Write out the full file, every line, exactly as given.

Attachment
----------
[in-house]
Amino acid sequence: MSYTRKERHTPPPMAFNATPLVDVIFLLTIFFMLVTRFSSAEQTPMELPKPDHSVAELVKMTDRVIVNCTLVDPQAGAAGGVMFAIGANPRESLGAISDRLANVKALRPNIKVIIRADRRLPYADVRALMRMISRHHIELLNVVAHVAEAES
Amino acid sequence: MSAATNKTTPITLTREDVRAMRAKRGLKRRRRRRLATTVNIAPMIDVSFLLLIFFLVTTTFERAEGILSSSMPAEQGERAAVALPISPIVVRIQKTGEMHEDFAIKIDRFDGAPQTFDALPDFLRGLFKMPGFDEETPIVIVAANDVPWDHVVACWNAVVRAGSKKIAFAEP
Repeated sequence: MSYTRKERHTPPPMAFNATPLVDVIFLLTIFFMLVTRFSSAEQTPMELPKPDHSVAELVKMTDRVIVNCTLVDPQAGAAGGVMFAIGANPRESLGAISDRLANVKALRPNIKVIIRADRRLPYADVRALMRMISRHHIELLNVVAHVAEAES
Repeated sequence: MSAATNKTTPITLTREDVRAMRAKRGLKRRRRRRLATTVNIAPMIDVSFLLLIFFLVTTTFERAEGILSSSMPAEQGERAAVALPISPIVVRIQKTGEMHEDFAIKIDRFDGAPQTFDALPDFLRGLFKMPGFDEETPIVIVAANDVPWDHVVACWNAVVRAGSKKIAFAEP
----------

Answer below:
[in-house]
Amino acid sequence: MSYTRKERHTPPPMAFNATPLVDVIFLLTIFFMLVTRFSSAEQTPMELPKPDHSVAELVKMTDRVIVNCTLVDPQAGAAGGVMFAIGANPRESLGAISDRLANVKALRPNIKVIIRADRRLPYADVRALMRMISRHHIELLNVVAHVAEAES
Amino acid sequence: MSAATNKTTPITLTREDVRAMRAKRGLKRRRRRRLATTVNIAPMIDVSFLLLIFFLVTTTFERAEGILSSSMPAEQGERAAVALPISPIVVRIQKTGEMHEDFAIKIDRFDGAPQTFDALPDFLRGLFKMPGFDEETPIVIVAANDVPWDHVVACWNAVVRAGSKKIAFAEP
Repeated sequence: MSYTRKERHTPPPMAFNATPLVDVIFLLTIFFMLVTRFSSAEQTPMELPKPDHSVAELVKMTDRVIVNCTLVDPQAGAAGGVMFAIGANPRESLGAISDRLANVKALRPNIKVIIRADRRLPYADVRALMRMISRHHIELLNVVAHVAEAES
Repeated sequence: MSAATNKTTPITLTREDVRAMRAKRGLKRRRRRRLATTVNIAPMIDVSFLLLIFFLVTTTFERAEGILSSSMPAEQGERAAVALPISPIVVRIQKTGEMHEDFAIKIDRFDGAPQTFDALPDFLRGLFKMPGFDEETPIVIVAANDVPWDHVVACWNAVVRAGSKKIAFAEP